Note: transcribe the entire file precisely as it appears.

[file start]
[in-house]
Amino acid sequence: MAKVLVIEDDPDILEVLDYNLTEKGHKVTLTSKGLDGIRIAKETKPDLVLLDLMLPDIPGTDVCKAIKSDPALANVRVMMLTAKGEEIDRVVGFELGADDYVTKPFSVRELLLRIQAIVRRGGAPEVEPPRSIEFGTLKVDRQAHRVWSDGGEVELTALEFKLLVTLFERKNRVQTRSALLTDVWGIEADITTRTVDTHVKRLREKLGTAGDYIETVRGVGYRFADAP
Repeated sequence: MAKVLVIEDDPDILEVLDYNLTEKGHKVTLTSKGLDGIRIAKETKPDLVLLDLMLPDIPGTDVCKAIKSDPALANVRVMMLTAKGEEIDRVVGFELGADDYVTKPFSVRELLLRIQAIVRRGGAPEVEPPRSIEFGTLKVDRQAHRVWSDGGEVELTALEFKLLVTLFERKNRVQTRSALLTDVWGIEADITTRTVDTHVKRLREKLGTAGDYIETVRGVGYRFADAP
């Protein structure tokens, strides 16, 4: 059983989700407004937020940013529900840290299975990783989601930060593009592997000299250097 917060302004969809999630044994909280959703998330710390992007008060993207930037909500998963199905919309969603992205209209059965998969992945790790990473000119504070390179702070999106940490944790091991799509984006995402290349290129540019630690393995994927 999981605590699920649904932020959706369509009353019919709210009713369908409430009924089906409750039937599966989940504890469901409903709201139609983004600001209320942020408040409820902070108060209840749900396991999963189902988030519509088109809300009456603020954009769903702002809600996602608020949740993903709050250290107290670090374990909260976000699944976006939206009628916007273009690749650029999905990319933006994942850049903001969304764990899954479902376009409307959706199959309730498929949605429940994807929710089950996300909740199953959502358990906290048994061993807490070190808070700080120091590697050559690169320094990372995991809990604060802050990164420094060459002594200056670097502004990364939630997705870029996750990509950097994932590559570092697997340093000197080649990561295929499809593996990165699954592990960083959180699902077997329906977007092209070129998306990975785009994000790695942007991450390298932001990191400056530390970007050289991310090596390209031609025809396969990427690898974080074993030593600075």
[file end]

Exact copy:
[in-house]
Amino acid sequence: MAKVLVIEDDPDILEVLDYNLTEKGHKVTLTSKGLDGIRIAKETKPDLVLLDLMLPDIPGTDVCKAIKSDPALANVRVMMLTAKGEEIDRVVGFELGADDYVTKPFSVRELLLRIQAIVRRGGAPEVEPPRSIEFGTLKVDRQAHRVWSDGGEVELTALEFKLLVTLFERKNRVQTRSALLTDVWGIEADITTRTVDTHVKRLREKLGTAGDYIETVRGVGYRFADAP
Repeated sequence: MAKVLVIEDDPDILEVLDYNLTEKGHKVTLTSKGLDGIRIAKETKPDLVLLDLMLPDIPGTDVCKAIKSDPALANVRVMMLTAKGEEIDRVVGFELGADDYVTKPFSVRELLLRIQAIVRRGGAPEVEPPRSIEFGTLKVDRQAHRVWSDGGEVELTALEFKLLVTLFERKNRVQTRSALLTDVWGIEADITTRTVDTHVKRLREKLGTAGDYIETVRGVGYRFADAP
């Protein structure tokens, strides 16, 4: 059983989700407004937020940013529900840290299975990783989601930060593009592997000299250097 917060302004969809999630044994909280959703998330710390992007008060993207930037909500998963199905919309969603992205209209059965998969992945790790990473000119504070390179702070999106940490944790091991799509984006995402290349290129540019630690393995994927 999981605590699920649904932020959706369509009353019919709210009713369908409430009924089906409750039937599966989940504890469901409903709201139609983004600001209320942020408040409820902070108060209840749900396991999963189902988030519509088109809300009456603020954009769903702002809600996602608020949740993903709050250290107290670090374990909260976000699944976006939206009628916007273009690749650029999905990319933006994942850049903001969304764990899954479902376009409307959706199959309730498929949605429940994807929710089950996300909740199953959502358990906290048994061993807490070190808070700080120091590697050559690169320094990372995991809990604060802050990164420094060459002594200056670097502004990364939630997705870029996750990509950097994932590559570092697997340093000197080649990561295929499809593996990165699954592990960083959180699902077997329906977007092209070129998306990975785009994000790695942007991450390298932001990191400056530390970007050289991310090596390209031609025809396969990427690898974080074993030593600075």